Introduction

The Atheist Foundation of Australia has taken it upon themselves to redefine the meaning of atheism thereby hijacking the atheist agenda in Australia in order to exclude those that don't fit their "unique" criteria. One of those groups that are excluded by the AFA is Buddhists. As a Buddhist I must respond to this distortion of atheism for their own agenda and show that the AFA is not in fact an atheist organisation according to the commonly accepted definition of the term atheism, that Buddhism is in fact atheist and that I am not alone in my analysis of Buddhism.

Firstly, I will look at definitions: The AFA's definition of atheism, the commonly held dictionary meaning of atheism and finally the definition of Buddhism (a much more difficult task). Secondly, I will examine how those definitions relate to each other, then finally I will conclude how Buddhism fits into these definitions.

AFA Definition of atheism

The AFA defines its version of atheism as:
"Atheism is the acceptance that there is no credible scientific or factually reliable evidence for the existence of a god, gods or the supernatural."

And let's have a look at the AFA's explanation of this statement from a description of its "philosophy" on its "About Us" page:

"The Atheist Foundation of Australia recognises scientific method as the only rational means toward understanding reality. To question and critically examine all ideas, testing them in the light of experiment, leads to the discovery of facts.

As there is no scientific evidence for supernatural phenomena, atheists reject belief in 'God', gods and other supernatural beings. The universe, the world in which we live, and the evolution of life, are entirely natural occurrences.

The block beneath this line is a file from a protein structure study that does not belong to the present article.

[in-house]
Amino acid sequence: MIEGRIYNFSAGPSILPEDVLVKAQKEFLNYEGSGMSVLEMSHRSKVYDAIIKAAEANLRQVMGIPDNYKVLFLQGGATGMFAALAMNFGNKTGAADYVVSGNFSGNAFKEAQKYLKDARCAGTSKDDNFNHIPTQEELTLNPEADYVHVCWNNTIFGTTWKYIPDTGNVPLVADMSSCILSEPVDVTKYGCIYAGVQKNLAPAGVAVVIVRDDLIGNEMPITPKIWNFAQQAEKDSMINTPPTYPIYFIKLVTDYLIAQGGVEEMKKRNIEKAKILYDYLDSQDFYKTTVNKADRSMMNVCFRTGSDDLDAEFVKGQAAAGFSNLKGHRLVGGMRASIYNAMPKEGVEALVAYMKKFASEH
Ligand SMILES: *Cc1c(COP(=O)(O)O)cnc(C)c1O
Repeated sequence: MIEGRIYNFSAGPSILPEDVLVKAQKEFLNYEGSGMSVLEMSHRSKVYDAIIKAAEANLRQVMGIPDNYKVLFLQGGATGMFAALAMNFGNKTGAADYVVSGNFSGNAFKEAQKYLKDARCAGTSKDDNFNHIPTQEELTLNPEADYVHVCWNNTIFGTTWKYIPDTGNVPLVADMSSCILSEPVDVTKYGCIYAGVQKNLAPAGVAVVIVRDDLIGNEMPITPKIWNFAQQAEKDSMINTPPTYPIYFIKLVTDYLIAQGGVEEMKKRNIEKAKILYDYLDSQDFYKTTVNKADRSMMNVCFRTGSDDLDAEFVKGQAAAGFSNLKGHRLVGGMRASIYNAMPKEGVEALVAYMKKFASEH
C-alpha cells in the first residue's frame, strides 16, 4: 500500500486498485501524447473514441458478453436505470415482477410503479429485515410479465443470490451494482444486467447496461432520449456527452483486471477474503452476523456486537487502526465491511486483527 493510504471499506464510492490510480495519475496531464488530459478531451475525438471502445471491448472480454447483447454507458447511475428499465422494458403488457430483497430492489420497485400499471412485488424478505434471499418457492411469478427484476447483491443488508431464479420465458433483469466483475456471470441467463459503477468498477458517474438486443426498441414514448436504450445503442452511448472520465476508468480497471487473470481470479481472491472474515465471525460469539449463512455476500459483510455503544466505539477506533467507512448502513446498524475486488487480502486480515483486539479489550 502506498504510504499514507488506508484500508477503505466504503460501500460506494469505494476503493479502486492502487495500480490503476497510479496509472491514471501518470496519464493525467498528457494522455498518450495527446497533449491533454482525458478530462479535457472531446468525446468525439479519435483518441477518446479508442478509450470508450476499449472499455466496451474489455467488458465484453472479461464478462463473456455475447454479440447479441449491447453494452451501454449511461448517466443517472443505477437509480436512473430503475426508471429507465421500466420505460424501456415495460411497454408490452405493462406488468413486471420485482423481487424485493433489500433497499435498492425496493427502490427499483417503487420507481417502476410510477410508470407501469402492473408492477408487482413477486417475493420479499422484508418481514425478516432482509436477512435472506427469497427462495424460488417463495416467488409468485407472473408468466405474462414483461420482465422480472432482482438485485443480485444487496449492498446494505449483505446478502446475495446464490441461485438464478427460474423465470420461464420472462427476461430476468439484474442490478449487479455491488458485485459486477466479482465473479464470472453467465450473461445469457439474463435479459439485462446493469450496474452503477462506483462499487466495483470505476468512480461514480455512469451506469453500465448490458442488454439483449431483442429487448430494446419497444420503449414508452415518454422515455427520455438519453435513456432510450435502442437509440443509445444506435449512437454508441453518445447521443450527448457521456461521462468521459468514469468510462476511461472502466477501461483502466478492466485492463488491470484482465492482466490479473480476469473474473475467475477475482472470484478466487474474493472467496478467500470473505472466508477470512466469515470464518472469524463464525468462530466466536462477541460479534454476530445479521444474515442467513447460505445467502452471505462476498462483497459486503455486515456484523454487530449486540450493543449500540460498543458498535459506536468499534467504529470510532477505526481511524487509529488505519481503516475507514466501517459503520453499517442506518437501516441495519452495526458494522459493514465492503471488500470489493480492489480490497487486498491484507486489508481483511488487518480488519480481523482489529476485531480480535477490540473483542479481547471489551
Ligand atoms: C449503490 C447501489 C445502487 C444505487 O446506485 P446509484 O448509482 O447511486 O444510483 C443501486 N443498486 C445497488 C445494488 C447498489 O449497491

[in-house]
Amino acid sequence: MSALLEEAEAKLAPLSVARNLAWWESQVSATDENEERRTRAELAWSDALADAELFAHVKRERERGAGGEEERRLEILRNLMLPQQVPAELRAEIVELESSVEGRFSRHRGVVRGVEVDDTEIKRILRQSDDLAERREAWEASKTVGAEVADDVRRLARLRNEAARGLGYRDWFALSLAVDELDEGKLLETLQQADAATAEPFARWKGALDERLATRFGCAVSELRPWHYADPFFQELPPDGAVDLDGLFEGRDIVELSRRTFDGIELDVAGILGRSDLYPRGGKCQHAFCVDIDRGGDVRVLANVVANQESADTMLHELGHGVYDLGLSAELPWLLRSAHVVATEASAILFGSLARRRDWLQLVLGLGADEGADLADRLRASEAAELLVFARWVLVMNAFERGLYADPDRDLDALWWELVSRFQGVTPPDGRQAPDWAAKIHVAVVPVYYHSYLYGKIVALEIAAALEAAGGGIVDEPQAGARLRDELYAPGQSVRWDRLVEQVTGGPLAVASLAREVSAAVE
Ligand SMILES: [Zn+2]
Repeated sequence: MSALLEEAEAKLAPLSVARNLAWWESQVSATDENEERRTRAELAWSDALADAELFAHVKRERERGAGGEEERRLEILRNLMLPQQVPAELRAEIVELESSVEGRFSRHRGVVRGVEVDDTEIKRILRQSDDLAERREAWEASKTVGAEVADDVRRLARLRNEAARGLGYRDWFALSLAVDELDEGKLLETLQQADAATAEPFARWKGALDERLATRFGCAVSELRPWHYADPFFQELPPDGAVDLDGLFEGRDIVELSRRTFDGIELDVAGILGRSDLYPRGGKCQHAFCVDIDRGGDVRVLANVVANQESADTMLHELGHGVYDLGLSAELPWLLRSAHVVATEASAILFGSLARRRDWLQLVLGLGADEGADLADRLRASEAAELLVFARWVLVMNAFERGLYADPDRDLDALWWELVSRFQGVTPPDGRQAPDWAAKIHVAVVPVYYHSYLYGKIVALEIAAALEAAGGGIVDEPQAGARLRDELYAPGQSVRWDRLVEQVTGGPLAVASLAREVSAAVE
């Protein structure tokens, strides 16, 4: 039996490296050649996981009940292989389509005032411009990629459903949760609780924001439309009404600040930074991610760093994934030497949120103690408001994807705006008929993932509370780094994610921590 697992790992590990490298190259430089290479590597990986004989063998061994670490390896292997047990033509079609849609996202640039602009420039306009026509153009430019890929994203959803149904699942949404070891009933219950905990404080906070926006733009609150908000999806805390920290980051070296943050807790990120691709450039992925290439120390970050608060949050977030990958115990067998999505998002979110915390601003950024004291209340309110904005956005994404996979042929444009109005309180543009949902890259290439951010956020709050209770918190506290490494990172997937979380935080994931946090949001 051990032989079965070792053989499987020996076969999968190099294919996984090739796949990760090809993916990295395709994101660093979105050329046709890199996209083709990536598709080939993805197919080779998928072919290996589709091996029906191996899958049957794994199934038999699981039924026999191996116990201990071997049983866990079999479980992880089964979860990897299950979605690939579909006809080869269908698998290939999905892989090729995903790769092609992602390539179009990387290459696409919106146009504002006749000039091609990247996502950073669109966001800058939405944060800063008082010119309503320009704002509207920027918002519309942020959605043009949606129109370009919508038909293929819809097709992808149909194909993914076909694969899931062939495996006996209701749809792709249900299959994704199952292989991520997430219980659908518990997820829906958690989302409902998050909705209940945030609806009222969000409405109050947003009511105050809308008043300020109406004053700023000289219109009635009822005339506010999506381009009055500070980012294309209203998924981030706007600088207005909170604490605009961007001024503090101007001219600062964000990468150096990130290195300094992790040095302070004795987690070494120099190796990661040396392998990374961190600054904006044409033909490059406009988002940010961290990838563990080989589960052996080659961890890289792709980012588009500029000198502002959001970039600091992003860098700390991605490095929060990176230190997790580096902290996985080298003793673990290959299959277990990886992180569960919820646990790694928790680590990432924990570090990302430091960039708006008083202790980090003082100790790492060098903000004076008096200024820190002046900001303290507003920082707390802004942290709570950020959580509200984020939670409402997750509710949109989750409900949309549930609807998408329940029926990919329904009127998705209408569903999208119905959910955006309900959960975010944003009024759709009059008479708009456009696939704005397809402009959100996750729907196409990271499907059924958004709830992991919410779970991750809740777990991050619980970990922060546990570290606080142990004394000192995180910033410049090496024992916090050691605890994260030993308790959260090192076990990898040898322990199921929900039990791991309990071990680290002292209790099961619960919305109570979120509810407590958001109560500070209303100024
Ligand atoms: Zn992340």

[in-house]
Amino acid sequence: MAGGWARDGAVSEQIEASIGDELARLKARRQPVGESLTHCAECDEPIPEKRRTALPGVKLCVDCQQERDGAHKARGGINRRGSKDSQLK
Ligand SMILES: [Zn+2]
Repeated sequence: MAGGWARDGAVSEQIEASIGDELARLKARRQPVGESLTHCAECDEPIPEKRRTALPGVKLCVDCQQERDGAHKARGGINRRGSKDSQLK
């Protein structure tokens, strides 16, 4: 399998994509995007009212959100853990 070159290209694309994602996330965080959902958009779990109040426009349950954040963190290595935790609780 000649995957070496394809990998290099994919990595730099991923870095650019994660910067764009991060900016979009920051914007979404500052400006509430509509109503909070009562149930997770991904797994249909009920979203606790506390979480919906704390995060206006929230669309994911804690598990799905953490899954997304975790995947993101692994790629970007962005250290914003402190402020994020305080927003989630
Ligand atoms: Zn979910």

No personality or mind can exist without the process of living matter to sustain it. We have only one life - here and now. All that remains after a person dies is the memory of their life and deeds in the minds of those who live.

Atheists reject superstition and prejudice along with the irrational fears they cause. We recognise the complexity and interdependence of life on this planet. As rational and ethical beings we accept the challenge of making a creative and responsible contribution to life."

Hmmm... stirring stuff indeed but now we are better equipped to analyse the AFA's definition of atheism. They state that there is no credible scientific or factually reliable evidence for the existence of a god or gods. That's funny because there is no credible scientific or factually reliable evidence for the existence of a hot red Ferrari parked outside my house this morning and yet, there it was. Personally observed by myself, and probably a number of others yet, certainly not a scientific observation so according to the AFA, this vehicle simply does not exist. Such a pity because it was such a picture of beauty. Perhaps this example falls into the category of "factually reliable evidence" or even the word "credible" in the AFA's definition can be used to cover the example I have just given. Certainly it is credible that a hot red Ferrari was parked outside my house this morning. It's not impossible (without getting into a philosophical discussion of whether anything in fact exists at all) and if I had taken a photo of it, that certainly would provide the "factually reliable evidence". So this event which initially looked like it was going to slip through the tight net that the AFA definition has thrown up is well and truly caught within their definition.